David Gehrels, Director of Student Activities at Schreiner University, tells a story of a shy student who he saw come through freshmen orientation. From the beginning, he stood outside of the circles that were forming. David said, “The young man just didn’t fit in and I noticed how he was struggling socially. On the third day of welcome week, I saw the young man on campus and noticed he was wearing a t-shirt with an Atari logo on it. I saw an opportunity to engage the young man.”
They struck up a conversation about the evolution of video games and David discovered that the young man was an avid gamer. David invited him to a meeting where the university was seeking input on the creation of an official esports team. Immediately, this young man stepped up and took a role in leading the discussion. He was elected as an officer in that group’s first action as a new and forming club.
We found out much later that this young man had intended to transfer home at the end of the term; he was lonely and didn’t feel he fit in at the university. It wasn’t until he realized that the university valued something that he valued that he felt he belonged. It is a very important point to note that he created a connection not just to the students, but to the university. Not all students will be able to articulate this in this way, but this is exactly what we are hoping for when we create and invest in programs that are designed to help student retention. This has played out at Schreiner University as these students have, for the past three years, achieved a retention rate that exceeded the university average by 12%.
Esports can impact retention in this way for three reasons:
First, the vast number of students who engaged in esports can no longer be ignored. Some estimate that 500 million people worldwide participate in esports, and college is the primary age group.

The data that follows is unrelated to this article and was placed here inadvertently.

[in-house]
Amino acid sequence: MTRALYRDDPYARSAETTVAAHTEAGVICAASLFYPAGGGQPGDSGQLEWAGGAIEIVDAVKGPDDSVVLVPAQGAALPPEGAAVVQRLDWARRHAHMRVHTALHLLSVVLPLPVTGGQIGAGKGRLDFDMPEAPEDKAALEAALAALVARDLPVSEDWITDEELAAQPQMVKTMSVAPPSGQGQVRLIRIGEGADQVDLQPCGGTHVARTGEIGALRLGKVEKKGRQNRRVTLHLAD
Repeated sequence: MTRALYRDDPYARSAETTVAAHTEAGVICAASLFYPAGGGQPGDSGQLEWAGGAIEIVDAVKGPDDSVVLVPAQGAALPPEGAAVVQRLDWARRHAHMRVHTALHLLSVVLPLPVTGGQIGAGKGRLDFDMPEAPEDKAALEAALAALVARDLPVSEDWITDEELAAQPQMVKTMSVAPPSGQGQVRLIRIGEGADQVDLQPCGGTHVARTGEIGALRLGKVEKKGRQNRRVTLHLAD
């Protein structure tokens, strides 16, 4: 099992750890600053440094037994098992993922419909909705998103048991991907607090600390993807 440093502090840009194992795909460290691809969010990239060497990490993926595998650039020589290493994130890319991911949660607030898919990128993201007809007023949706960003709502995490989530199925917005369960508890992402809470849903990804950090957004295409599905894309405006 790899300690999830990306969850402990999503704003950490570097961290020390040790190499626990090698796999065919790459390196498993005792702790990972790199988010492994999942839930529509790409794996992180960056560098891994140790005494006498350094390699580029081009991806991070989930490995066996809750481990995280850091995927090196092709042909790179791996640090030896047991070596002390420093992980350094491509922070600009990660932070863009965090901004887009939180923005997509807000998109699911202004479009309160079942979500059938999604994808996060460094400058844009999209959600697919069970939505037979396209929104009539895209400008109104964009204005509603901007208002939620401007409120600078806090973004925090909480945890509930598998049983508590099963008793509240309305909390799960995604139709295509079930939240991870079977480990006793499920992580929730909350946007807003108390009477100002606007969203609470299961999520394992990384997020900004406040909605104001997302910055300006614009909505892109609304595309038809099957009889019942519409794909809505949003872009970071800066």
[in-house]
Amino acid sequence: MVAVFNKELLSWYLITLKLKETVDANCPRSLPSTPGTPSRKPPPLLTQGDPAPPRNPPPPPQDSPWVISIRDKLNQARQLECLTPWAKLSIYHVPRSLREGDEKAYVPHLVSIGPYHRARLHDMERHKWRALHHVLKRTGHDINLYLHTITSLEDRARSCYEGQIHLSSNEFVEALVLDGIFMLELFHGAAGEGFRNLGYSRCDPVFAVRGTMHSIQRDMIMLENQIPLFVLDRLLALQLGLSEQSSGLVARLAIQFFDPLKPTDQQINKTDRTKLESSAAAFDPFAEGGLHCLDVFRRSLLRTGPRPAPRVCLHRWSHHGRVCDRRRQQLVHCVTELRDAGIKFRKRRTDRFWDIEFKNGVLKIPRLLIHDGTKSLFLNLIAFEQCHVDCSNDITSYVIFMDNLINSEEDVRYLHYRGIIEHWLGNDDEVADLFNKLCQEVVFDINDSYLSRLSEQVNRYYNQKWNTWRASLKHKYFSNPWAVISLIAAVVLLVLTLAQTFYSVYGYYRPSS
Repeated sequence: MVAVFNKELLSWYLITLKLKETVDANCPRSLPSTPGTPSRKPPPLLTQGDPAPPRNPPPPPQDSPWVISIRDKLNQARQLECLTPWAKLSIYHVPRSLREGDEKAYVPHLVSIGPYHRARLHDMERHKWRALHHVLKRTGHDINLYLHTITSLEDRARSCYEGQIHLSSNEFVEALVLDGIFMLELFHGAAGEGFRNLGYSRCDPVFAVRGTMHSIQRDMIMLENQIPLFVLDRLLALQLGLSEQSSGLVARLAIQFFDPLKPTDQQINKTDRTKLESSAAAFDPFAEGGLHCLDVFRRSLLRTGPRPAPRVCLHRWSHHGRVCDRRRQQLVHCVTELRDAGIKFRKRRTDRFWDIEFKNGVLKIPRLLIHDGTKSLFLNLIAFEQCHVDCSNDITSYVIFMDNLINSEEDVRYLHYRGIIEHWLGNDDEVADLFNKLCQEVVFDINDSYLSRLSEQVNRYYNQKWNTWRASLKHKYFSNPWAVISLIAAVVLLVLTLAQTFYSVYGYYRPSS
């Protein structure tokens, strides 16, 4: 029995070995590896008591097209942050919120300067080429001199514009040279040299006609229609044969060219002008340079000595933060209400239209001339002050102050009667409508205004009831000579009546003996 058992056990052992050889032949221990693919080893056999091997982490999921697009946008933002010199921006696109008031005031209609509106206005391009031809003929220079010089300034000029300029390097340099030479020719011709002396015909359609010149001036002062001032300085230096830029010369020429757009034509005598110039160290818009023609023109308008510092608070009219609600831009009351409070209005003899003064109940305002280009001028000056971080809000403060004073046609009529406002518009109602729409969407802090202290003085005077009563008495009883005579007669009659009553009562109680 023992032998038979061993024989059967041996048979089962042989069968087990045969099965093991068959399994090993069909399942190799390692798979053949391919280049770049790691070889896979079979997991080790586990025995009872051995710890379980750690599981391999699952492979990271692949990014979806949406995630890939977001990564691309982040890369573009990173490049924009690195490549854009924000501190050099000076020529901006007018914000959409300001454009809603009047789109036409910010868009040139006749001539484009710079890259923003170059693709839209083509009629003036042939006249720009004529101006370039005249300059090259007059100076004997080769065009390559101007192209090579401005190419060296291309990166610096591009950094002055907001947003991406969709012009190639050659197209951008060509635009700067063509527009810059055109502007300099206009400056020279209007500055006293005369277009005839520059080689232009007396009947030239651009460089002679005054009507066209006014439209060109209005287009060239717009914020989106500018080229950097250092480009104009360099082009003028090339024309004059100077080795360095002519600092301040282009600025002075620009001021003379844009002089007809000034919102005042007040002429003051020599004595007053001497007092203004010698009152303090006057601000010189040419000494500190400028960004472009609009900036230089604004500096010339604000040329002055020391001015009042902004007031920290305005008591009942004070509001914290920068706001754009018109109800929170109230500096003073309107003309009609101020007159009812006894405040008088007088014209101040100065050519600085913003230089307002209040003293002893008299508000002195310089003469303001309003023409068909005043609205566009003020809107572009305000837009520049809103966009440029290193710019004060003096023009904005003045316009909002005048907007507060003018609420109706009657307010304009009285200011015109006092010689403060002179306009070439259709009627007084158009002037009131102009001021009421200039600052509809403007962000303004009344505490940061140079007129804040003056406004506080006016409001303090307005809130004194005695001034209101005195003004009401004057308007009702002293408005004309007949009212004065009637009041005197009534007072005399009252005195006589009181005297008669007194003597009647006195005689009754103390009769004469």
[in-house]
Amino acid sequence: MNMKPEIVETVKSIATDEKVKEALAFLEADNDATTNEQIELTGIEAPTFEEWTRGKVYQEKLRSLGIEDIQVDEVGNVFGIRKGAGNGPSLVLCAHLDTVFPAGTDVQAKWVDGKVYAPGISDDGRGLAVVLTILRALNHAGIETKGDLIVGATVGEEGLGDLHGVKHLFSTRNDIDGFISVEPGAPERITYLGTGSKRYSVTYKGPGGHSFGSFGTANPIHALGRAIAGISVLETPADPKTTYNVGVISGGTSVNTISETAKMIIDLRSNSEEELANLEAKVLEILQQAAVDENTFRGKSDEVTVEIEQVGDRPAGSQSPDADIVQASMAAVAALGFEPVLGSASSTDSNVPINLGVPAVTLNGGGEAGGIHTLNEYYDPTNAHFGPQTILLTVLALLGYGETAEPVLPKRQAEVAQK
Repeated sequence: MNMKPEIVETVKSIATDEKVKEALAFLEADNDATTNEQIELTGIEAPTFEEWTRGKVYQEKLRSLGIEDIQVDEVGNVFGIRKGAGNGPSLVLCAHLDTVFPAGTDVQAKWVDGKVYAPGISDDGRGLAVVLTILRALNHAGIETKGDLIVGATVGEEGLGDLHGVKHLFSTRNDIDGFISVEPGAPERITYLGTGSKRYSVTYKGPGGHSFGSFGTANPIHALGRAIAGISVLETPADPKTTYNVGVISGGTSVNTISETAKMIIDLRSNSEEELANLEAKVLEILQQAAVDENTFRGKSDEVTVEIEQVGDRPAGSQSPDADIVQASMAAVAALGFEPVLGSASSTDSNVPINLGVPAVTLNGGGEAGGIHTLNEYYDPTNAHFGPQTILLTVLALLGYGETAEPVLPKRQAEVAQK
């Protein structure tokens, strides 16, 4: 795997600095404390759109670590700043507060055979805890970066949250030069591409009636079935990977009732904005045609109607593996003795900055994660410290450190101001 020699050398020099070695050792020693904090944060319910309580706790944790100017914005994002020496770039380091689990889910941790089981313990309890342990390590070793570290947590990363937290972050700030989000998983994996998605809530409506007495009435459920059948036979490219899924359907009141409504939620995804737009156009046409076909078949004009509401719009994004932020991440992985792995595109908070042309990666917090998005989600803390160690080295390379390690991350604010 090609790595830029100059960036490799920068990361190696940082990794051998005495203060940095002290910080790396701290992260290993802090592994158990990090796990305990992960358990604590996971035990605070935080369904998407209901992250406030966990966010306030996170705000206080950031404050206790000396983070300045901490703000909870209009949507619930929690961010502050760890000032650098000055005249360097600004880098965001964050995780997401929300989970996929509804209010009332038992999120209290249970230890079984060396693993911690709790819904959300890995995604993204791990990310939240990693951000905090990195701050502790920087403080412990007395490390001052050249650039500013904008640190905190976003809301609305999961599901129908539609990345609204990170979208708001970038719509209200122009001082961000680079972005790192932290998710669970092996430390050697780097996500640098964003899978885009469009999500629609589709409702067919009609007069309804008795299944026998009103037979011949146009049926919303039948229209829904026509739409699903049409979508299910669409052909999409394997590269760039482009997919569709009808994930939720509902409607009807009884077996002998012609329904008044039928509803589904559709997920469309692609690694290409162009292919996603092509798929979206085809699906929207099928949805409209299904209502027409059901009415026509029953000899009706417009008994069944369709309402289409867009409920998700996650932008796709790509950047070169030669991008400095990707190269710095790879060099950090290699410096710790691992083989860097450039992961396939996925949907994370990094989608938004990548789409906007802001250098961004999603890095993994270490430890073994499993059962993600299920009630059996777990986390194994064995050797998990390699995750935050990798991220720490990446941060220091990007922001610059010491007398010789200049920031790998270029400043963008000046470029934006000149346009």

Second, like David’s student, many gamers are not yet otherwise engaged on our campuses. Through esports, we can offer a path for them to create a connection to the college.
Lastly, esports offers multiple points of entry, and (if designed well), an esports program should include a very diverse group of students that will expand opportunities and options for students to create meaningful connections with their peers.
If your school is looking to get started in esports, you should start by reaching out to existing programs and learning from their mistakes. It is a complex and daunting task to launch a program and the initial costs can seem overwhelming. If done strategically, however, the investment is well worth it.
Anderson, C. & Dill A. (2000). “Video games and aggressive thoughts, feelings, and behavior in the laboratory and in life”. Journal of Personality and Social Psychology. 78 (4): 772–790.
Kirsh, S. (1998). “Seeing the world through Mortal Kombat-colored glasses: Violent video games and the development of a short-term Hostile Attribution Bias”. Childhood. 5 (2): 177–184.
Kutner L. & Olson C. “Grand theft childhood: the surprising truth about violent video games.” 2008. ISBN 0-7432-9951-5
Elson, M., Breues J., Van Looy, J., Kneer, J., & Quandt, T. (2015). “Comparing apples and oranges? Evidence for pace of action as a confound in research on digital games and aggression”. Psychology of Popular Media Culture. 4 (2): 112–125.
Devilly, Callahan, & Armitage (2012). “The Effect of Violent Videogame Playtime on Anger”. Australian Psychologist. 47 (2): 98–107.
Wilcox, P., Winn, S., & Fyvie-Gauld, M. (2005). It Was Nothing to Do With the University, It Was Just the People: The role of social support in the first-year experience of higher education. Studies in Higher Education, 30(6), 707.
Tinto, V. (2000). Taking student retention seriously: rethinking the first year of college. The Journal of the National Academic Advising Association, 19(2), 5-10.
Yazedjian, Ani & Toews, Michelle & Sevin, Tessara & Purswell, Katherine. (2008). “It’s a Whole New World”: A Qualitative Exploration of College Students’ Definitions of and Strategies for College Success. Journal of College Student Development. 49. 141-154.